• "Traded Babies: Enslaved Children in America's Domestic Migrations, 1820–1860," in Children in Slavery: A Global History, vol. 2, Child Slaves in the Modern World, ed. Gwyn Campbell, Suzanne Miers, and Joseph C. Miller (Athens, Ohio: Ohio University Press, Fall 2009)

I am a regular participant at professional meetings, including the annual meetings of the Organization of American Historians, the American Historical Association, and the Southern Historical Association. I participated in a plenary session at the 5th International Genocide Conference in Jerusalem, Israel; gave the keynote address at the 2018 Southern Labor Studies Association conference; and will soon head for Edinburgh, Scotland, to give the 2019 Peter Parish Lecture at the annual meeting of the British Association of American Nineteenth Century History.

My scholarship has been recognized with awards and fellowships from a number of institutions, including Yale University (twice), Harvard University (more than twice), the Newberry Library, the Organization of American Historians, the National Park Service, the Georgia Historical Records Advisory Board, Humanities Tennessee, and the Tennessee Civil War National Heritage Area. I am an Organization of American Historians Distinguished Lecturer and have been awarded a Dunavent Professorship by the University of Memphis.

I have served and continue to serve in many professional capacities, both nationally and internationally as well as inside and outside the academy. I am, for instance, former co-editor of the British-based journal, American Nineteenth Century History; director of West Tennessee History Day an affiliate of National History Day; and co-director of the Memphis Massacre Project, a pioneering initiative that brings together scholars, public activists, community organizers, and government agencies in the first-ever public commemoration of any aspect of Reconstruction's history. I currently chair of two major departmental committees, I conduct teachers' workshops and summer institutes, I review manuscripts for university presses, and I have advised dozens of students, many of whom have gone on to careers in law, finance, business, medicine, and higher education.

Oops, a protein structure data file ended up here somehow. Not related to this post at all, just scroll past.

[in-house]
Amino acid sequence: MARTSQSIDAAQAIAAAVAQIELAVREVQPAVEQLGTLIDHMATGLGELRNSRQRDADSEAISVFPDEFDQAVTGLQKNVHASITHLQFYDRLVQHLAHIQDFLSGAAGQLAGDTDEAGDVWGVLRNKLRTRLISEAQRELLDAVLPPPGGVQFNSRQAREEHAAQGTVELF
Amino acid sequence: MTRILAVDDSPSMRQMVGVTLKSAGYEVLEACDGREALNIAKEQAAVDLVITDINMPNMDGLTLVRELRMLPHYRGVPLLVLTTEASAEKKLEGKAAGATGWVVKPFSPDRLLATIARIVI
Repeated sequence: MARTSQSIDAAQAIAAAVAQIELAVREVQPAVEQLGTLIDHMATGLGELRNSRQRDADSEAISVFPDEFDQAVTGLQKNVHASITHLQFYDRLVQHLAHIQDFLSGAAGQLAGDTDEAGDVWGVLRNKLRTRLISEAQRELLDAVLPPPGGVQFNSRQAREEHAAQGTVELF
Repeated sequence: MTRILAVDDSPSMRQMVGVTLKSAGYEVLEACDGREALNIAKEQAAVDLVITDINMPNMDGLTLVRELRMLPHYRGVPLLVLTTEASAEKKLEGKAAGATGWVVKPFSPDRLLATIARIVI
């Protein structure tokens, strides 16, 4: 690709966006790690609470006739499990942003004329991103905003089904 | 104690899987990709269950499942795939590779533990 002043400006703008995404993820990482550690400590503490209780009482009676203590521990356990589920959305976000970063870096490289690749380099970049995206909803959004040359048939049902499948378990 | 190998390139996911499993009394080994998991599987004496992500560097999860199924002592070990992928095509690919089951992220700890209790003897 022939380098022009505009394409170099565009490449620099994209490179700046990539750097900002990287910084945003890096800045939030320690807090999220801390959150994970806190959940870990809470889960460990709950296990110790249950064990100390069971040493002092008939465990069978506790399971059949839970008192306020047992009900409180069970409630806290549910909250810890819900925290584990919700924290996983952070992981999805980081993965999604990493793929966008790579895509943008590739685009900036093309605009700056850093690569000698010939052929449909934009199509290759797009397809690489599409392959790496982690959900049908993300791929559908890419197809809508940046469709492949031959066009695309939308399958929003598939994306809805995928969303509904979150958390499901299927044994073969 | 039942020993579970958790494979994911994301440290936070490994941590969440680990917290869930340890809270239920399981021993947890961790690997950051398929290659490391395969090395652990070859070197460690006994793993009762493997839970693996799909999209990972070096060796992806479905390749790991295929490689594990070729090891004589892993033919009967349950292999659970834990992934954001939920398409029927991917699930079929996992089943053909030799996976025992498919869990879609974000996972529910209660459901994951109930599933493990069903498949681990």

I am currently at work on a book titled Becoming Citizens: The Political Lives of Slaves. Under contract with Metropolitan Books, an imprint of McMillan Press, Becoming Citizens offers a new way of thinking about slaves and slavery in the years between Revolution and secession.

Rather than studying enslaved Americans in a place, I study them in motion, a cognitive shift that returns black Southerners as workers to capital's domain, redistributes power, and most of all, reconfigures and repopulates the political universe at one of the most significant watersheds in national history. It was, after all, a very rare slave who, when ordered abroad by an owner, shuttered his or her mind, mouth, eyes, and ears on departure. It is a project that offers a new way of knowing both slavery and slaves, a people who were dreaming and scheming toward a world of full freedom long before the Civil War broke out.

A full accounting of my scholarship and scholarly activities as well as the rewards I have received for the same can be found on my curriculum vitae.